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Original thinking in analyst reports: The only 'buy' worth reading

Chris Umiastowski is the growth investor for Globe Investor's Strategy Lab. Follow his contributions here and view his model portfolio here.

In last week's column, I wrote about the value of reports written by equity analysts working for brokerage houses. I had suggested that you ignore stock target prices and recommendations as well as any analysis pertaining to the short-term performance of a stock. I told you to focus only on value-added analysis pertaining to the longer-term performance of a particular business or industry.

From the e-mail replies I received, I can tell I need to clarify one point about analysts: Most analysts don't publish conclusions that they believe are false. They aren't out to mislead you. I've encountered very few analysts whom I felt were dishonest at the core. It's just that analysts are expected to publish a lot of reports because they cover lots of stocks, and writing reports is part of their full-time job. Because they are expected to have something to say about any piece of news, they get stuck writing a lot of reaction pieces, which distract them from conducting and publishing pro-active research.

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But when analysts are able to produce pro-active research, it can be immensely helpful to their clients and to amateur investors who happen to get their hands on these reports. As a growth investor, I love research that helps me understand whether a company's growth will significantly exceed or fall short of whatever the stock price implies. The key word here is "significantly" because I'm looking for stocks where expectations several years out are way off the mark.

As an example, I remember reading various analyst reports on the smartphone industry in 2011. Some of the smarter analysts pointed out that Nokia still controlled close to 35 per cent of the cellular phone industry despite having a horribly weak position in the smartphone market. Windows Mobile wasn't going anywhere (yet) and Nokia's legacy operating system, called "Symbian", stood no chance. This research inspired me to do more of my own thinking on Nokia. I believed all phones, even low-end phones, would soon run one of the major smartphone operating systems, which would seriously harm Nokia, and I ended up profitably short-selling the stock. At the time, I incorrectly thought BlackBerry was making a comeback, so the analyst reports that convinced me to short sell Nokia saved my portfolio some damage.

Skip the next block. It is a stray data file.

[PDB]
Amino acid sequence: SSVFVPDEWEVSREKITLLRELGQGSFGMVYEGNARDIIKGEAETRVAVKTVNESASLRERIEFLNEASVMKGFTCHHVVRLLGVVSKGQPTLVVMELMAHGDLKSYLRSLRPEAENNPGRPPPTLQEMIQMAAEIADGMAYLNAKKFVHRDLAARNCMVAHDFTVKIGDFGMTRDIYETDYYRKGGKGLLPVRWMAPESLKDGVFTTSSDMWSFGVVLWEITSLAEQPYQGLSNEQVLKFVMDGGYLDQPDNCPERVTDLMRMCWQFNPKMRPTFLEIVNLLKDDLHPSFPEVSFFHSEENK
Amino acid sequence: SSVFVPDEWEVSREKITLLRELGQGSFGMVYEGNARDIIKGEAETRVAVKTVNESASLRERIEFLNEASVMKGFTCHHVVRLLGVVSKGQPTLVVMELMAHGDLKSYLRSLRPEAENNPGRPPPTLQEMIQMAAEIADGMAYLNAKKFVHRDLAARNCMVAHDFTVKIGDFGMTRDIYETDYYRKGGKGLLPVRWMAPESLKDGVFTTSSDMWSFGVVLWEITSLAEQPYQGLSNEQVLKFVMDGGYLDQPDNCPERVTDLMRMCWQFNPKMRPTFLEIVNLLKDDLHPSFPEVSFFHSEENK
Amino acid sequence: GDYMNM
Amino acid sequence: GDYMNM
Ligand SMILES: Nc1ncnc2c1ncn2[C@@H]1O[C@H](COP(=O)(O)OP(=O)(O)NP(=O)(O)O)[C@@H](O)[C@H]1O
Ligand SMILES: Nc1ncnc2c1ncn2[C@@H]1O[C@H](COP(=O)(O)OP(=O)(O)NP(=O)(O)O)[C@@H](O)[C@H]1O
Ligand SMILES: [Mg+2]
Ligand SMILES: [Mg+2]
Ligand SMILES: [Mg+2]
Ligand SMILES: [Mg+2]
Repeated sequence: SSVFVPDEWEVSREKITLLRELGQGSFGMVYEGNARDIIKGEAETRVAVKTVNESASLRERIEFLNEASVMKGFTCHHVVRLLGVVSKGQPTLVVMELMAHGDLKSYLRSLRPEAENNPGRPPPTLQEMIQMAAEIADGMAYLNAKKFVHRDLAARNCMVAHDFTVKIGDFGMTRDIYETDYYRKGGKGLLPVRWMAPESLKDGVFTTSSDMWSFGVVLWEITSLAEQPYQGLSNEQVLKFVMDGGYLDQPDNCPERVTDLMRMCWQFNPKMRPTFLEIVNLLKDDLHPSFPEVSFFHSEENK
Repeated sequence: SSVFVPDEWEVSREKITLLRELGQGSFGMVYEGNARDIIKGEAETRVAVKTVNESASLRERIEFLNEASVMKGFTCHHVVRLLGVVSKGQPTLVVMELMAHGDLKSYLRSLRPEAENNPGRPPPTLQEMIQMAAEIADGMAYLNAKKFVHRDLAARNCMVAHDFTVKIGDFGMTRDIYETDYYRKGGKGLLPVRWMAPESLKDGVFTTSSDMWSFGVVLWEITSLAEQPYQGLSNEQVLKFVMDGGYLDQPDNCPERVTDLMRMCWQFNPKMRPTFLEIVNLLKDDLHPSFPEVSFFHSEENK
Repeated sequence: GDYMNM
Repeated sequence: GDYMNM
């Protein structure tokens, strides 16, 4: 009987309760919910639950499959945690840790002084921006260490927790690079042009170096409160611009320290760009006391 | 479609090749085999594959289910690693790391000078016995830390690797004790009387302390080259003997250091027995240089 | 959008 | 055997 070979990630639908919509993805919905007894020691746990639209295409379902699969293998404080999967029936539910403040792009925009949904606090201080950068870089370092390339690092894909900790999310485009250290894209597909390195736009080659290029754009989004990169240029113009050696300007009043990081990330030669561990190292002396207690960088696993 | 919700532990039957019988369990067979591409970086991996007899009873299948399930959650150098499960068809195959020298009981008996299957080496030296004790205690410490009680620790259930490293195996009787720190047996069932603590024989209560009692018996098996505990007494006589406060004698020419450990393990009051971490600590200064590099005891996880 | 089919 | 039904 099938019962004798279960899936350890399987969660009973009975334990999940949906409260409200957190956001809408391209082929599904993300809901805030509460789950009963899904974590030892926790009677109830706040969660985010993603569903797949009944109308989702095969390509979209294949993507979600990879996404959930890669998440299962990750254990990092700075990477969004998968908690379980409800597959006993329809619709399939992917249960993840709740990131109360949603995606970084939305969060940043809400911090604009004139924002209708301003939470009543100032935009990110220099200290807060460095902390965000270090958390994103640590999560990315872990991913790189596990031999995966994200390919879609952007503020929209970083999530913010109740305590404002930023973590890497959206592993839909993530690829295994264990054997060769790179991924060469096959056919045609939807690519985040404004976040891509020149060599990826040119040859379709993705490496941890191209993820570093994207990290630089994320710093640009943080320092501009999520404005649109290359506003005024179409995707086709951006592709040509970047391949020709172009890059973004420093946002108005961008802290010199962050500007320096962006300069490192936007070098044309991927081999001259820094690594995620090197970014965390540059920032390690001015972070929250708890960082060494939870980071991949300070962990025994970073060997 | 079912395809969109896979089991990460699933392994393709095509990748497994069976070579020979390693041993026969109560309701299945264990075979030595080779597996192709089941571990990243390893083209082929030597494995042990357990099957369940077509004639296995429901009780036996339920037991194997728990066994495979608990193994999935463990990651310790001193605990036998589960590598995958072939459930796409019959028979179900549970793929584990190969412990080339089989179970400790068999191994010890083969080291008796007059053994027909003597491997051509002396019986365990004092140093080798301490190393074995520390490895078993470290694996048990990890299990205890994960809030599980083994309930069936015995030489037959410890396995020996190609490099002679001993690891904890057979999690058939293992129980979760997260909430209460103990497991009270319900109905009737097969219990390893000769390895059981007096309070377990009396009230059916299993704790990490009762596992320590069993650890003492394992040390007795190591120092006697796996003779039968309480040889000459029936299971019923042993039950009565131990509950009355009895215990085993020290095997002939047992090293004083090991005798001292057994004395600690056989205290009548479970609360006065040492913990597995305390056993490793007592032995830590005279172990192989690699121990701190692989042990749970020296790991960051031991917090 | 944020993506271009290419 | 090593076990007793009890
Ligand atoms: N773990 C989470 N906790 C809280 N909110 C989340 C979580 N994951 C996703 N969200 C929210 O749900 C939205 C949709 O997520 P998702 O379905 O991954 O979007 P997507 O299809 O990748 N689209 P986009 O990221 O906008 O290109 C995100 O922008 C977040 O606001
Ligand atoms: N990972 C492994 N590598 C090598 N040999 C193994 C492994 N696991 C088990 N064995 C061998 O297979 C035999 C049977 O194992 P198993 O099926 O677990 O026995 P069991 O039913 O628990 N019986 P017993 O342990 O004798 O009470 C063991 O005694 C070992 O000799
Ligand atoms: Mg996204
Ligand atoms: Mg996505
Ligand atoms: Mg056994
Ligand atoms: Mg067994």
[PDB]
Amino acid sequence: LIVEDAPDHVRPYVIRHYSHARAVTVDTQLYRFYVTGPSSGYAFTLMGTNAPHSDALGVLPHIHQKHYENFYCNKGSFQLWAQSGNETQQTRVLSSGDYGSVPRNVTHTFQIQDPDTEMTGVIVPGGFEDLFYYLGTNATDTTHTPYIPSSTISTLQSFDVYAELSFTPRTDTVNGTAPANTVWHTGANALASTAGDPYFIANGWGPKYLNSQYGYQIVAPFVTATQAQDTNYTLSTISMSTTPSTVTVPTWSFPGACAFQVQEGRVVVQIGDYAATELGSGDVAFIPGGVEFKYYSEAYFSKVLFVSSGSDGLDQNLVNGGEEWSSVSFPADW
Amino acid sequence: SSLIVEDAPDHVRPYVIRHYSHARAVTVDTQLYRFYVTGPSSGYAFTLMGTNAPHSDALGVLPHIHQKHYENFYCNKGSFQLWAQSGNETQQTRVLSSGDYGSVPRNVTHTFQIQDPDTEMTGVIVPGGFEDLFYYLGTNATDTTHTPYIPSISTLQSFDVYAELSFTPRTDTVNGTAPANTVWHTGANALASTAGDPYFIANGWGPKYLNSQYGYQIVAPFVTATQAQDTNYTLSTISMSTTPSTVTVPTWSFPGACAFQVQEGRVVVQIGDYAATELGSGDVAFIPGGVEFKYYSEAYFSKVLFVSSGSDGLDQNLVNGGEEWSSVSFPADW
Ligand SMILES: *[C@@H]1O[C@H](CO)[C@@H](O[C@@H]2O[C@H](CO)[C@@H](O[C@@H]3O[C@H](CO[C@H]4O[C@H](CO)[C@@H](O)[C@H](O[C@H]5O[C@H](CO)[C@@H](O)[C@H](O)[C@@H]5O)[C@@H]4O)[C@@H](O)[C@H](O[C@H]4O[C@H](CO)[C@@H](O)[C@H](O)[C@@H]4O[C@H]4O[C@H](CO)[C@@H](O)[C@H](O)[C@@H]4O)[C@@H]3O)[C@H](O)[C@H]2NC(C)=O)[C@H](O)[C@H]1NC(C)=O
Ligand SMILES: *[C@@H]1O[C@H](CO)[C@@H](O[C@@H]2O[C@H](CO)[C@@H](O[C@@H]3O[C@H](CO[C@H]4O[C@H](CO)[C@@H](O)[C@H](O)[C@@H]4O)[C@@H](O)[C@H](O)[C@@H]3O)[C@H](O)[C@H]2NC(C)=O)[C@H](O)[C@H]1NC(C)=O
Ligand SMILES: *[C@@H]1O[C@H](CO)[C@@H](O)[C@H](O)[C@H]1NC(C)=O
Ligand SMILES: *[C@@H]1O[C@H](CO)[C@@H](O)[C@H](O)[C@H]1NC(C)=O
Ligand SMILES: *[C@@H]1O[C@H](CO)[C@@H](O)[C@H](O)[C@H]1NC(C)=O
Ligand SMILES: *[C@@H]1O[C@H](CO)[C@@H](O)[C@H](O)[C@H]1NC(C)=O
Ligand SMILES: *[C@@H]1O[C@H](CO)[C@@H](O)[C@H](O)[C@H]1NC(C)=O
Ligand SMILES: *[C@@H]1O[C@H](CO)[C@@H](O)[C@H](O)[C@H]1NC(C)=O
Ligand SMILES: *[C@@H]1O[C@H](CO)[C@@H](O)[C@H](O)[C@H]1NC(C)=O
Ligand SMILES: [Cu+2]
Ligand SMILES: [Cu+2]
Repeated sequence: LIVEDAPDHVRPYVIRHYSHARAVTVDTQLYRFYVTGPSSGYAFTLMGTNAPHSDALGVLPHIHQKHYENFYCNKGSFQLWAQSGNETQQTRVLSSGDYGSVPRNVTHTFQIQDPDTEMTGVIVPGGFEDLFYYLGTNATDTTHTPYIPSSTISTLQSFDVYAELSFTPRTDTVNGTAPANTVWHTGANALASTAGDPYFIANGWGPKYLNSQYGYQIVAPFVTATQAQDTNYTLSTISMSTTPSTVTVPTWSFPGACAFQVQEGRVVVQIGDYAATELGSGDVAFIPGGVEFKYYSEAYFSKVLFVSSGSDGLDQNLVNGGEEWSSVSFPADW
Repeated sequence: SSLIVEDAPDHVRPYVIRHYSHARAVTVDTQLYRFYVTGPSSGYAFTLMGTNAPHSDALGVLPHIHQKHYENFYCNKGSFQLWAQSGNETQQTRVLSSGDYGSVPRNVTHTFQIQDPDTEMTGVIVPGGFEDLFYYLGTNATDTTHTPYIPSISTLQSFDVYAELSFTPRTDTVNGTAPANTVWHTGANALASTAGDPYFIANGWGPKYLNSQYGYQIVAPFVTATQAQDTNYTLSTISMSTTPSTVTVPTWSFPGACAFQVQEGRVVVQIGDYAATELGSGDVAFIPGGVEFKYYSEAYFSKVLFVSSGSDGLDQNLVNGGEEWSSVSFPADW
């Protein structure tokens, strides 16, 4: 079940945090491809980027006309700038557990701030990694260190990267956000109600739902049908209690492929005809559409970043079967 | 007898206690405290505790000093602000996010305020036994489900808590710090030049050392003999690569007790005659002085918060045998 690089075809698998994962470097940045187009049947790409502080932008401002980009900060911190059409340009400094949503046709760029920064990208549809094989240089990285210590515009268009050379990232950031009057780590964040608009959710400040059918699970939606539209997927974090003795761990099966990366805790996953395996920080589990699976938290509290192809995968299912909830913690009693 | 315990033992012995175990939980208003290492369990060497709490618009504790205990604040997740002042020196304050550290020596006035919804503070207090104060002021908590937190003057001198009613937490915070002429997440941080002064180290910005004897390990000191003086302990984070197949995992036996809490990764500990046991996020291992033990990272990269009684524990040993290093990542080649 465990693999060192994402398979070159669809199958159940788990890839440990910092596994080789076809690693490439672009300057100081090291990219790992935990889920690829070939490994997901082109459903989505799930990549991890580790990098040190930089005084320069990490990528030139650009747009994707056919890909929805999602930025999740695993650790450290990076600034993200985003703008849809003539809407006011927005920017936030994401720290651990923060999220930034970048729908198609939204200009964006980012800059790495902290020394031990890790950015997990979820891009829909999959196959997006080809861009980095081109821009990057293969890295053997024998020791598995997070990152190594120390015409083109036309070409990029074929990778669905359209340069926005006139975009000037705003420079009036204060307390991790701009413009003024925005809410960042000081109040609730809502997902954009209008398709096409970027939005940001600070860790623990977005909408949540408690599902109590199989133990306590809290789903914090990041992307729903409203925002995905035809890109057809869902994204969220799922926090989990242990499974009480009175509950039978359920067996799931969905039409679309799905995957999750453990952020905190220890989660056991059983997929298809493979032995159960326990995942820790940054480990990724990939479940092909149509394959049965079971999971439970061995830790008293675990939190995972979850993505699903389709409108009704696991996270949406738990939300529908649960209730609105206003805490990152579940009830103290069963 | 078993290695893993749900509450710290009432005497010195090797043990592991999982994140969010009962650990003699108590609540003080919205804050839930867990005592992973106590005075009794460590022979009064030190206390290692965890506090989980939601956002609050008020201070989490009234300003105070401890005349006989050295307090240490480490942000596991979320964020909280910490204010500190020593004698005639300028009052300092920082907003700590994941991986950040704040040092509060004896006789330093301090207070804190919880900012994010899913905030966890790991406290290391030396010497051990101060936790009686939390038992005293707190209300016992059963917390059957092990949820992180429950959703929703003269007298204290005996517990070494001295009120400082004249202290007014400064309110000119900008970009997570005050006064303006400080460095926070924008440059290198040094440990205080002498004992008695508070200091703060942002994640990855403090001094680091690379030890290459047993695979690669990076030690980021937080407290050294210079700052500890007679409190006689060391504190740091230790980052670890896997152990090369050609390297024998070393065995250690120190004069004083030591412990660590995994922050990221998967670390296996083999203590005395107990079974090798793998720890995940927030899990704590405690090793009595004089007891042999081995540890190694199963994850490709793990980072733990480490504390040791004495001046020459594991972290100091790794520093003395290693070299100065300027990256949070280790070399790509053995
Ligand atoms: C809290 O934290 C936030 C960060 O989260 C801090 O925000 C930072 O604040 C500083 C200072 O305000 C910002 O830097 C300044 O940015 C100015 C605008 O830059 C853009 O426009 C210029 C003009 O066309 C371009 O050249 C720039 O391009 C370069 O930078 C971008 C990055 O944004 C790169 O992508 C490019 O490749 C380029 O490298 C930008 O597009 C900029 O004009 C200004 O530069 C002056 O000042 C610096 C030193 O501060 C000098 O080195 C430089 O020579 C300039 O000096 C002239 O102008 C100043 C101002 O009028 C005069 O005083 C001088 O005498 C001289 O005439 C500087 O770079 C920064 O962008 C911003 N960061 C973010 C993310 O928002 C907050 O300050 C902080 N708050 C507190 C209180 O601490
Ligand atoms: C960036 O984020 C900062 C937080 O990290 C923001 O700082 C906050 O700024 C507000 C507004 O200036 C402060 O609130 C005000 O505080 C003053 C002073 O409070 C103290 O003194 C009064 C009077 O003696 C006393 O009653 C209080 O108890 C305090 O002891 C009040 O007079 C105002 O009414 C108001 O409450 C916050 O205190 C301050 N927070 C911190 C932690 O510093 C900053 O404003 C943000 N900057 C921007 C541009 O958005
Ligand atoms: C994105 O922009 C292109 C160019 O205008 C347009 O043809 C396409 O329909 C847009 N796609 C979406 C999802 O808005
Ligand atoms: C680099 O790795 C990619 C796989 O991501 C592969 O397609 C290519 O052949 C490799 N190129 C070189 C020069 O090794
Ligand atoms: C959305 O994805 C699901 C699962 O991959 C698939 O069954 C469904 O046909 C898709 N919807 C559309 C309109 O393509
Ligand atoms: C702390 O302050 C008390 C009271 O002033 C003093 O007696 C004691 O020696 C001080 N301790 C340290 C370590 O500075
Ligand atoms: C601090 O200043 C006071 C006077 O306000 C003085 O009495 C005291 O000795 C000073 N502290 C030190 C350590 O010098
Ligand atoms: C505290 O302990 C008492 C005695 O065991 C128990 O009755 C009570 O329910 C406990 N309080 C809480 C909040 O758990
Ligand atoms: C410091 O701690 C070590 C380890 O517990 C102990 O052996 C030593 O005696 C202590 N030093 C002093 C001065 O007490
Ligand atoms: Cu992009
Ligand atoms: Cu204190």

Here's another example: Back in 2007, Apple introduced the very first iPhone. There was no shortage of investors and analysts who believed a $600 smartphone that was for sale at only one U.S. wireless operator, AT&T, couldn't do much damage to the major players. That's the kind of short-sighted thinking that costs most people money. But I remember reading a few different analyst reports that, collectively, convinced me to invest in the stock. The smart analysts reasoned that the price of the iPhone wouldn't stay at $600, and all major carriers would eventually carry the phone. Simply put, the product was revolutionary and, although expensive, it wasn't rational to analyze the stock based on sales over the next 12 or even 24 months.

In an example involving my own research as a former analyst, TD Securities handled the initial public offering for a small technology company in 2007. RuggedCom Inc. made highly sophisticated, shockproof IT equipment for niche buyers, such as engineers who were building networks to control the electric power grid. As with most small-cap technology companies, our client base didn't have a clear understanding of the business. Many potential investors were very fearful that the all-mighty Cisco Systems, the world leader in Internet equipment, would crush RuggedCom. I was able to spend the necessary time to call dozens of RuggedCom customers and speak to them, engineer to engineer. The insight from these calls was invaluable to help me determine that RuggedCom had a long and healthy growth curve ahead.

I should point out that in the case of RuggedCom, I published something known as an "initiation of coverage" report. When analysts launch coverage of a new stock, they do a lot of work to get up to speed on the business and form an educated opinion. When analysts do a good deal of primary research, or "digging," as we often call it, the reports are well worth reading. They often present golden nuggets that help investors form smarter opinions about the long-term direction of a business.

I absolutely reiterate my point from last week: Pay no attention to target prices and stock recommendations. But definitely do pay attention to pro-active research that gives you new information about the multiyear outlook for a business or changes the way you think about growth and its competitive challenges. Most analysts truly are smart and hard-working professionals. The design of the industry forces them to waste too much time reacting to news that is unimportant in the context of the long term. But when they have a chance to publish original thinking, it's almost always worth reading.

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